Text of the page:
Denying the Opposition

One segment of the Bronco football team that has quietly getting better each year is the defensive line. Although key performers such as Andrew Browning, Dennis Ellis and Mike G. Williams must be replaced, the d-line has shown a knack for reloading each year. In this article, Beef Zerkie explores this trend and previews this fall's Boise State defensive line.

RELOAD is thy name, and Blue is thy color!

The Bronco defensive line is a staple of blue-collar motors working hard and shutting down opponents' running game. Year after year, after year, after year. 

But before I get into the specifics of the D-line let me take a minute to lay the groundwork for my premise. 

Every year there are new reasons the rest of the world uses to doubt Boise State's chances of having another good year. First, it was moving from the little Big West Conference to the Western Athletic Conference. Boise State took second in their inaugural WAC season and won a championship the next. The first championship was won in such dominating fashion, (a WAC record margin of victory of 37 points per game), that the next criticism was how everyone wanted to avenge the blowout loss and the Broncos would be a giant target. Un-phased, Boise State continued to blow teams out and win conference championships, winning a title in seven of the last eight seasons and going 39-1 in conference play through the WAC title run.  

After proving themselves in the WAC, the next reason skeptics downplayed the Broncos was based on their record against BCS teams. Never mind that most of the BCS stats were based on games played as a brand new member to division 1A, or even when they were from a lower division; nor that most of those games were on the road, skewing the normal statistics. The 2006 season laid that to rest after thoroughly pulverizing the PAC-10's 3rd place team, (who happened to beat USC), Oregon State, at one point scoring 42 straight points. Then, the boys capped it off with the legendary Fiesta Bowl win over national powerhouse, Oklahoma

Even now, the minimizing of Boise State continues as they are not picked to repeat as Champions, thanks to the selection of Hawaii, who has never actually beaten Boise State in WAC play. So what is the justification this time? Losing too many good players, they say. I have never entirely agreed with that 'prediction' philosophy. While I do agree that if a player is great, you would rather have the proven commodity back, on the other hand, does having a lot of returning players mean anything if the team was average or stunk the year before? To me, that means you are stuck with another year of an average or crappy team. Certainly I am not referring to Hawaii in this case, as they were not a bad team last year at all. I'm just saying it doesn't always mean a lot to rely solely on how many veteran players one team has. Even Hawaii has some critical positions to replace.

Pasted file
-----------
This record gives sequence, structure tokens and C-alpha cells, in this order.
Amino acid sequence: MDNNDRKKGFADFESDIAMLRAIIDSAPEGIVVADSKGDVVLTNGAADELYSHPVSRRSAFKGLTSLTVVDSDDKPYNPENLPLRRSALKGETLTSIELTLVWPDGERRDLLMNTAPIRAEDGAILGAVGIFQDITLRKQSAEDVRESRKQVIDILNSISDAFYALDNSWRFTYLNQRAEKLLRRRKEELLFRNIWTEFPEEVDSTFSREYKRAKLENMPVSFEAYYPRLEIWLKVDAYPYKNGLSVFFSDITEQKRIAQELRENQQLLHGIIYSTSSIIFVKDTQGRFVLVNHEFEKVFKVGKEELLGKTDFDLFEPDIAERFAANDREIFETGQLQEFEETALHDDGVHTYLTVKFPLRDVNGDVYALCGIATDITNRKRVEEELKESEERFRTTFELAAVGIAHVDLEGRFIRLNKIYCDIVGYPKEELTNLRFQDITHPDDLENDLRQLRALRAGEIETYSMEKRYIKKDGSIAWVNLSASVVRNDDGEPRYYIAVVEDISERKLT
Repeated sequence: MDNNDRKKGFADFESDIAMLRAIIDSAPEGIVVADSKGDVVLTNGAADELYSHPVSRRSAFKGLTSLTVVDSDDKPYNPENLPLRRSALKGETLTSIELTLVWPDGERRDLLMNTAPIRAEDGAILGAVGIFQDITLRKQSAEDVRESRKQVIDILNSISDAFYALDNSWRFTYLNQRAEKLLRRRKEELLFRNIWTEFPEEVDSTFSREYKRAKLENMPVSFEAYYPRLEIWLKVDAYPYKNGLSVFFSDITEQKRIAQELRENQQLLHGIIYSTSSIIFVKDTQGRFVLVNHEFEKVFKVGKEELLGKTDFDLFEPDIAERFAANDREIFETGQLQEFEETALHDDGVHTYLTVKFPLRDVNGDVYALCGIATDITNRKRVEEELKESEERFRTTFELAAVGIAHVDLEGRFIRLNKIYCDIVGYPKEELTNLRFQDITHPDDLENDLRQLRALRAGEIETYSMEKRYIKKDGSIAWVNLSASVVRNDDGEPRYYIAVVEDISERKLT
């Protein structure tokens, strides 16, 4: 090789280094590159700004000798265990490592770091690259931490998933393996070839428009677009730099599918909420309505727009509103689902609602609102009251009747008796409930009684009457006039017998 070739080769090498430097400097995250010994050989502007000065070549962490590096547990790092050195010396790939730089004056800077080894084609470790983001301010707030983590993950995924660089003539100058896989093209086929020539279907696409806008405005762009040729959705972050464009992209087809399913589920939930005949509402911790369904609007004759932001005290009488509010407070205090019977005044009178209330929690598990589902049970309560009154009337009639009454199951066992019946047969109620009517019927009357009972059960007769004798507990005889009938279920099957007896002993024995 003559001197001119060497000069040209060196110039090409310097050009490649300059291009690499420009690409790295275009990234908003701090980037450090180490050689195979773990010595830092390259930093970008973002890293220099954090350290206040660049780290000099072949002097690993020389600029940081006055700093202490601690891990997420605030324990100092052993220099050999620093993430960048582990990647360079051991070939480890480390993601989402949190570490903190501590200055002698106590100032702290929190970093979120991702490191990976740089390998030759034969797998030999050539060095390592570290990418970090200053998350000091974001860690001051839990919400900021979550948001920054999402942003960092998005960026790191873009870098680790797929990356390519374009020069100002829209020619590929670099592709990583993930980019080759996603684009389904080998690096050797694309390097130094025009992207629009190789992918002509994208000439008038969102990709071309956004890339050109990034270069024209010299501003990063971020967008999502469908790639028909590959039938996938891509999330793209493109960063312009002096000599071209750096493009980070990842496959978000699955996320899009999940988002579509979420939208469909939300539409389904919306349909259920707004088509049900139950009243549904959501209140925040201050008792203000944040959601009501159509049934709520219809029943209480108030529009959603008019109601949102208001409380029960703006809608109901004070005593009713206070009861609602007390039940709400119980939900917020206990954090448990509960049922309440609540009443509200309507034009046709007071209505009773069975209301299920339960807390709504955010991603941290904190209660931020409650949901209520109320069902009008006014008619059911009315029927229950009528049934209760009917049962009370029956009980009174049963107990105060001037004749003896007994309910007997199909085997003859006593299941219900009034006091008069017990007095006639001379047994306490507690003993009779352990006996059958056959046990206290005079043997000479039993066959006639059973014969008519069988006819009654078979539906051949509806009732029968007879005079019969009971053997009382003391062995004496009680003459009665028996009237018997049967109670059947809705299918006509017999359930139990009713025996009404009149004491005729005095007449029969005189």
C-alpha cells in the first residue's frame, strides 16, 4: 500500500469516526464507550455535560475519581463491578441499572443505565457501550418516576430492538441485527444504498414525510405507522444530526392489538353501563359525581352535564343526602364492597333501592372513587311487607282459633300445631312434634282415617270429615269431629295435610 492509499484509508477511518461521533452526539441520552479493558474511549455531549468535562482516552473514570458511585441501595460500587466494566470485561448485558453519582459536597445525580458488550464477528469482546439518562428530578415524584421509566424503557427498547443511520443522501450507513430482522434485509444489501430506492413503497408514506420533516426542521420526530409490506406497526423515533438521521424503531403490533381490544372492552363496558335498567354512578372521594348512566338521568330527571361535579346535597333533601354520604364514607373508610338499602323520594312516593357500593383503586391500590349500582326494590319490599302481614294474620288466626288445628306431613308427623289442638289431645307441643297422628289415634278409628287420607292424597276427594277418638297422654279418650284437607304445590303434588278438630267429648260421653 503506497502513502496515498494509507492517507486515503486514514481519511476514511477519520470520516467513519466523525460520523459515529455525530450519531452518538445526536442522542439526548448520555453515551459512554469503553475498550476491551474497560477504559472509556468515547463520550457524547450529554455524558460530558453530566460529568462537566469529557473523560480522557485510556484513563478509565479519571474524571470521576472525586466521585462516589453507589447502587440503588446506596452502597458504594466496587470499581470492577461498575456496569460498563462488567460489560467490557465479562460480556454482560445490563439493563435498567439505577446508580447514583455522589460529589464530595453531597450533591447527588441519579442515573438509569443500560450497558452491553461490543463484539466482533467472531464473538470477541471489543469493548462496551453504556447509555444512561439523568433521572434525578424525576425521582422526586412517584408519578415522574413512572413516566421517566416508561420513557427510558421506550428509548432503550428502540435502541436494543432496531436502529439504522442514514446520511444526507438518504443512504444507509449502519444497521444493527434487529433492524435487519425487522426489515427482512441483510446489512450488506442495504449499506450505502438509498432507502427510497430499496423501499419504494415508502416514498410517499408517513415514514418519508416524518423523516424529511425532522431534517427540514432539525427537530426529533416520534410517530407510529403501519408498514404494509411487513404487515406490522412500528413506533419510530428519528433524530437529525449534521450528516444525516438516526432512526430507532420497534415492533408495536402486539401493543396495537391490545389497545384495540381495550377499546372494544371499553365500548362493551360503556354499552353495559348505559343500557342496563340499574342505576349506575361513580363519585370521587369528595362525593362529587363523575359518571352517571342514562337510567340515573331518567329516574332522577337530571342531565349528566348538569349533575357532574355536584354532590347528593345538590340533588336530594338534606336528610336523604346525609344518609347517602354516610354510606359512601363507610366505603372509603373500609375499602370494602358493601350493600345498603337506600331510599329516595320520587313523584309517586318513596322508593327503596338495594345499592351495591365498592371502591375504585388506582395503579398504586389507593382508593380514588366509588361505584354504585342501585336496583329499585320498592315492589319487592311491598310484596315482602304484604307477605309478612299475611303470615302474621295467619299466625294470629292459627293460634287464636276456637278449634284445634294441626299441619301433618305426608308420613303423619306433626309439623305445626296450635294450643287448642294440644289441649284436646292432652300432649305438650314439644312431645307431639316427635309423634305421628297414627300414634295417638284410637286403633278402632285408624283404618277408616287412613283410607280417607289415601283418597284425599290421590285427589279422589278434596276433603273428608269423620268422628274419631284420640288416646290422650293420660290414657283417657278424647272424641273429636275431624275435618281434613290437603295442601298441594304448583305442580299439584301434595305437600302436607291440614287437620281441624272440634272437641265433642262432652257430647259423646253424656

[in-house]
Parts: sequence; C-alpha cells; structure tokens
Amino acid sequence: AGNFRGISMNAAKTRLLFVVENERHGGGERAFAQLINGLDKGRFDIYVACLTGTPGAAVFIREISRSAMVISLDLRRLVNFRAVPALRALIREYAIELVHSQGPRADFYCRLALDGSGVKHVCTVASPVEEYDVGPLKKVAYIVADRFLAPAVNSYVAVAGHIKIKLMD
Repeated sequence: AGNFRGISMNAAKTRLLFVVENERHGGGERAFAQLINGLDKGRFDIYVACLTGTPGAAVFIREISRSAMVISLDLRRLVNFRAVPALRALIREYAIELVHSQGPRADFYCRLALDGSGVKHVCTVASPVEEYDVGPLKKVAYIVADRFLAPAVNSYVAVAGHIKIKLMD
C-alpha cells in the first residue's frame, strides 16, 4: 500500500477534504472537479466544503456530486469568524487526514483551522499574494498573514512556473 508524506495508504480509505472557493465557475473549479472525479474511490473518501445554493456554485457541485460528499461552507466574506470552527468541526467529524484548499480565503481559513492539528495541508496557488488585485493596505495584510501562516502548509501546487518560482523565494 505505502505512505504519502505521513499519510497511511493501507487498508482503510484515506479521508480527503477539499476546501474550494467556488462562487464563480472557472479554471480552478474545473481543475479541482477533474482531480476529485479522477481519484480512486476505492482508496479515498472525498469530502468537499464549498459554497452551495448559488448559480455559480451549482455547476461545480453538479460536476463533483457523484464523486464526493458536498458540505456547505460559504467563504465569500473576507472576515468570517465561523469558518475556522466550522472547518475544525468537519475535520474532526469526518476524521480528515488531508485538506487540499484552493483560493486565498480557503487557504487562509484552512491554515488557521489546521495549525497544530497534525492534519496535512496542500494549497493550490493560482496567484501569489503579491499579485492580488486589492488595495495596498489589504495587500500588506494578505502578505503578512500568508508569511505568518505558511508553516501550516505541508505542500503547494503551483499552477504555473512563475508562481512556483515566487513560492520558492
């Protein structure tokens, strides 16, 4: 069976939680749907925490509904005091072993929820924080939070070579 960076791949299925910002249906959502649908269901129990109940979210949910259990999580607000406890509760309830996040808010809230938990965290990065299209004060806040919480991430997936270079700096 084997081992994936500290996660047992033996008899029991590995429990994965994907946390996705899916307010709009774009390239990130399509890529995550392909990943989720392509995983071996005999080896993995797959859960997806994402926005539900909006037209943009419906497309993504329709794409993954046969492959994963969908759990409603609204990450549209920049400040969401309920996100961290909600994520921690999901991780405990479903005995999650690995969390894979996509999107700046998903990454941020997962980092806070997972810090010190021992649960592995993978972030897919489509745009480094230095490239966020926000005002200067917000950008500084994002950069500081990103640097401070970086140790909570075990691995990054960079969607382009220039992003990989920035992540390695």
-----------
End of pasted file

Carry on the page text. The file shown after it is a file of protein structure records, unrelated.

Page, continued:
In my estimation, precedence is more valuable for upcoming analysis than just being lazy with #'s returning vs. not returning. So when was the last time Boise State lost this many starters and two-deep players, and what happened? How soon these very pundits forget their criticism of Boise State in 2004, when the Broncos' personnel losses were even greater than they are in 2007. Boise State had just gone 13-1, with an impressive win over ranked TCU in their home field inaugural Fort Worth Bowl game in 2003. After losing the bulk of their two-deep roster, their new two-deep roster was calculated to be the youngest team in ALL of Division 1 football!